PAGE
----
[rspec-users] Should(not?) test associations (was: Dealing with dependent data)
dchelimsky at gmail.com
Sat Jun 28 05:32:07 EDT 2008
On Jun 27, 2008, at 9:55 PM, Jim Gay wrote:
> On Jun 27, 2008, at 10:07 PM, David Chelimsky wrote:
>> An association does not want you to know that it's an association.
>> It wants you to think of it as any other attribute. Why do you care
>> what it IS? Focus on what it DOES.
> Good point. Being a newbie I sometimes find myself where I *think*
> I'm doing it well, but find out that it's not quite that good
There's a great bit of advice in The Inner Game of Tennis that
suggests that judging your progress with statements like "I'm doing
well" or "I'm doing badly" is counter-productive; that it's more
productive to think in terms of observing whether your actions get you
to your goal and adjusting based on your observations.
You're doing fine.
>> My opinion is that attributes and associations are equally about
>> structure, not behaviour. The fact that a project has an owner is
>> not behaviour. The fact that the owner has an email address is not
>> The facts that you can't save a project without an owner, and you
>> can't save an owner without a valid email address are behaviour.
>> And by setting expectations around those, the attributes and
>> associations themselves are handled implicitly:
>> describe Project do
>> it "should not be valid without an owner" do
>> Project.new(:owner => nil).should_not be_valid
>> Watch that fail saying that Project does not respond to 'owner='
>> method. Add a migration and an association. Now it fails saying
>> that it was valid. Add the validation and watch the example pass.
>> That's TDD (yes, starting with a T).
>> Any time I have a an attribute or an association that I *think* is
>> supposed to be on a model, I try to think of what might be
>> interesting about that attribute or association and set
>> expectations about that.
>> There are many who believe that we should have examples like
>> "project.should have_one(:owner)." I can't say that those people
>> are wrong if doing that is adding value to their process and
>> helping them deliver quality software. For me, personally, it's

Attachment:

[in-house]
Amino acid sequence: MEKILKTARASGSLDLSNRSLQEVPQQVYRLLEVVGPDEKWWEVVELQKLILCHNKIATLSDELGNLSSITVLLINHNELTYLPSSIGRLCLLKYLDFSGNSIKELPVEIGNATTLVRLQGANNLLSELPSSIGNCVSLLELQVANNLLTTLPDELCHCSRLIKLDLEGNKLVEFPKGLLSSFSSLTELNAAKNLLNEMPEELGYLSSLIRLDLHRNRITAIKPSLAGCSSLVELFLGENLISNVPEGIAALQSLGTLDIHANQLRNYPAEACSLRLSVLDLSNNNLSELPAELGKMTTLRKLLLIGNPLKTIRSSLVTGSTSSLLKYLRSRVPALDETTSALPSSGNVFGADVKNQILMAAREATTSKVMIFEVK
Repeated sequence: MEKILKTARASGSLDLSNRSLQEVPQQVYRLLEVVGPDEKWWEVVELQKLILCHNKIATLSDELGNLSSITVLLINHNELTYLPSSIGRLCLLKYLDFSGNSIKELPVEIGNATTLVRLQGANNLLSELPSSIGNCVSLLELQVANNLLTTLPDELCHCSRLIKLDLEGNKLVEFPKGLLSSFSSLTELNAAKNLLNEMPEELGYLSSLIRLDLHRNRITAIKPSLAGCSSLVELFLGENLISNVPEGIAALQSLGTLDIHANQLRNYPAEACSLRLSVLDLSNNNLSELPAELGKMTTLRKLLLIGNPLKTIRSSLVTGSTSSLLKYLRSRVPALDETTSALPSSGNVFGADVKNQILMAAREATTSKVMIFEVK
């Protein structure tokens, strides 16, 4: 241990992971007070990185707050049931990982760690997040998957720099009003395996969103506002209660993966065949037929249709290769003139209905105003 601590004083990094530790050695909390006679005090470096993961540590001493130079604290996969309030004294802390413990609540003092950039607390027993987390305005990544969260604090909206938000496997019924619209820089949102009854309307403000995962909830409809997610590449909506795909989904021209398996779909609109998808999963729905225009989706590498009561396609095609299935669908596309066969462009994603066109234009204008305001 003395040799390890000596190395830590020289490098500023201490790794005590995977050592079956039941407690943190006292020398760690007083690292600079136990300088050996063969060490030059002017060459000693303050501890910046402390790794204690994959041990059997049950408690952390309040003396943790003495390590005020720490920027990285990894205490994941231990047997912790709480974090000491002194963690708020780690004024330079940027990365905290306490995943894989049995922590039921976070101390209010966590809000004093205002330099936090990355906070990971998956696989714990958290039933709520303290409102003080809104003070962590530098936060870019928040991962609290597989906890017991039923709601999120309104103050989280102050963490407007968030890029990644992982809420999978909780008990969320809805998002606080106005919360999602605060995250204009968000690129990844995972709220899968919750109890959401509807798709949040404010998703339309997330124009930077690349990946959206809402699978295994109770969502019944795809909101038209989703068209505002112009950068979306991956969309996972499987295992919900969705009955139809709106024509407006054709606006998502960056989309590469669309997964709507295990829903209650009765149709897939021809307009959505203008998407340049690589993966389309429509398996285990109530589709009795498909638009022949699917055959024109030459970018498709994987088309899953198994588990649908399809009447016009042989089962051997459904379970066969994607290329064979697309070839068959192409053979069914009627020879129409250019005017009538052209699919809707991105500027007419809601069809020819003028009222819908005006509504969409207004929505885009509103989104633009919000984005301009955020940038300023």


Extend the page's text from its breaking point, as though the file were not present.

>> just unnecessary noise that adds maintenance burden later when
>> things move around. And it definitely ain't behaviour.
> Thanks for the response. Perhaps I'm over thinking things. I agree
> that "project.should have_one(:owner)" is unnecessary.
> Somewhere the ideas get mangled for me.
> Suppose a simple spec like this:
> Project "should not be valid without a name"
> Owner "should not be valid without a name"
> How do you spec that the Owner may have 0 or more projects?
Again, structure. Why do you care? Does an owner behave differently if
there are 0 projects or more than 0? Is there a maximum number of
projects? Maybe projects should be tagged and you want to be able to
get an owner's projects by tag? Now THAT's interesting behaviour that
you can write examples for.
> Owner "should be valid with 0 projects"
> Owner "should be valid with more than 0 projects"
> Or would you combine them
> Owner "should have 0 or more projects"
> Or should I not care at all about that and just specify that a
> Project "should not be valid without an owner"?
I'm beginning to regret the validity example, because it is somewhat
structural as well. The behaviour is not whether it's valid or not,
but rather whether you can save it or not. So scratch the example I
gave earlier and think about this:
describe Project do
describe "when trying to save" do
it "should complain if it has no owner" do
Project.new(:owner => nil).save!
(Zach Dennis - this nesting structure should make you happy :) )
That make a bit more sense?
One key aspect of BDD is working Outside-In. I try to start with a
story and to drive things down from the view to the model (in Rails).
So maybe my story is that as an owner I can edit my projects, but not
other people's projects. This is going to naturally lead me towards
examples that will implicitly cover the fact that an owner can more
than 0 projects without actually specifying that directly.
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